The Federal Reserve on June 16 held interest rates at near-zero but optimism over the progression of the US economic recovery spurred more Fed officials to project at least one rate hike by the end of 2023.
The US central bank held the target range for its benchmark policy rate unchanged at zero to 0.25%, where it’s been since March 2020, and maintained the $120bn pace of its monthly assets (bond) purchase programme.
The decision of the Federal Open Market Committee, which is responsible for rate decisions, was unanimous.
According to the committee, “Progress on vaccinations will likely continue to reduce the effects of the public health crisis on the economy, but risks to the economic outlook remain.”
A fresh round of its quarterly economic projections reflected the central bank’s optimism over the economic outlook, with 13 of the FOMC’s 18 members projecting at least one rate hike by end-2023.
The US economic recovery is gathering strength as business restrictions lift and social activity increases across the country. Robust demand from consumers and businesses alike has outstripped capacity, leading to bottlenecks in the supply chain, longer lead times and higher prices.
The Federal Reserve considerably raised its expectations for inflation this year and brought forward the time frame on when it will next raise interest rates, CNBC reported.
The Fed marked up its inflation forecasts through the end of 2023. Officials see their preferred measure of price pressures rising 3.4% in 2021 compared with a March projection of 2.4%. The 2022 forecast, Bloomberg reported, rose to 2.1% from 2%, and the 2023 estimate was raised to 2.2% from 2.1%.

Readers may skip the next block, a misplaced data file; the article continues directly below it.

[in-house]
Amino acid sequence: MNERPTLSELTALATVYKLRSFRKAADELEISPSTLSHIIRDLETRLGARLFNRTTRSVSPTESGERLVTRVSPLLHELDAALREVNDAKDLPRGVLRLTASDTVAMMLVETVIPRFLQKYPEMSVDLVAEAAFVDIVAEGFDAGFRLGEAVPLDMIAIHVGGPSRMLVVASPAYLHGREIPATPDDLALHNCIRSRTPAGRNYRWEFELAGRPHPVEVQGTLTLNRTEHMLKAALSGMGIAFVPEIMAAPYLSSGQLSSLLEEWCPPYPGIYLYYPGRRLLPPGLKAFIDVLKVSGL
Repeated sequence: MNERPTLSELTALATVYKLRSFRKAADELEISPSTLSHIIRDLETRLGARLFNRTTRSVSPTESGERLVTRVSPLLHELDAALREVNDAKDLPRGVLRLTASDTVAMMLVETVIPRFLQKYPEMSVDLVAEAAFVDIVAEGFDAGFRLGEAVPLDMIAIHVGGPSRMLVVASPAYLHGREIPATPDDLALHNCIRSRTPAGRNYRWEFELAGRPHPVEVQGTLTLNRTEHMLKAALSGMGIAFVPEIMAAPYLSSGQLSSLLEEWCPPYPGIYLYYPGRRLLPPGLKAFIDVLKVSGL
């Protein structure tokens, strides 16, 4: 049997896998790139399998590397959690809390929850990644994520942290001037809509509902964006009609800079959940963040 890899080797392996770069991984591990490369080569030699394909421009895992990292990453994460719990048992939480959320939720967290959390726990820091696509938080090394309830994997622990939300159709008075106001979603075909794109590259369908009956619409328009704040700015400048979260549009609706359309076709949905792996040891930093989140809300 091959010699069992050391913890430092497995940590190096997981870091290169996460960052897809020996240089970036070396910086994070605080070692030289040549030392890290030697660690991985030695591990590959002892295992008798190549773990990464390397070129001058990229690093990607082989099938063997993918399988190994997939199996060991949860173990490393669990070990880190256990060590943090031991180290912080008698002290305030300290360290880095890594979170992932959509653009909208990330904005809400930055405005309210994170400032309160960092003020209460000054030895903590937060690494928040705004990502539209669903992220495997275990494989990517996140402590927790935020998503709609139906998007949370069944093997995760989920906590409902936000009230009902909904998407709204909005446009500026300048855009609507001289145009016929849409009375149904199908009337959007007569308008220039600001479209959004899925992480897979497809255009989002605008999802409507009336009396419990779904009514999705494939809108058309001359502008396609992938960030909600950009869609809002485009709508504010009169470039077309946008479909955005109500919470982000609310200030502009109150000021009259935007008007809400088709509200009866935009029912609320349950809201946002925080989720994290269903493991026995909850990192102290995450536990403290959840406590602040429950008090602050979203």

However, the central bank gave no indication as to when it will begin cutting back on its aggressive bond-buying programme, though Fed chairman Jerome Powell acknowledged that officials discussed the issue at the meeting.
“You can think of this meeting that we had as the ‘talking about talking about’ meeting,” Powell said in a phrase that recalled a statement he made a year ago that the Fed wasn’t “thinking about raising rates.”
Recent indicators showed that in some respects the US is expanding at the “fastest” rate since World War II, CNBC noted. But that growth also has come with inflation, and the central bank has faced pressure from various sources to at least start curtailing the monthly $120bn in bond purchases.
At a news conference, Powell noted, “Fed officials had discussions” on the progress made towards the inflation and employment goals relative to the asset purchases, and will continue do so in the months ahead.
Markets had been looking for the possibility that the committee would address its open-market operations where it provides short-term funding for financial institutions. The so-called overnight repo operations, where banks exchange high-end collateral for reserves, have been seeing record demand lately as institutions look for any yield above the negative rates they are seeing in some markets.
Clearly, the Fed officials sped up their expected pace of policy tightening amid optimism about the US labour market and heightened concerns for inflation.
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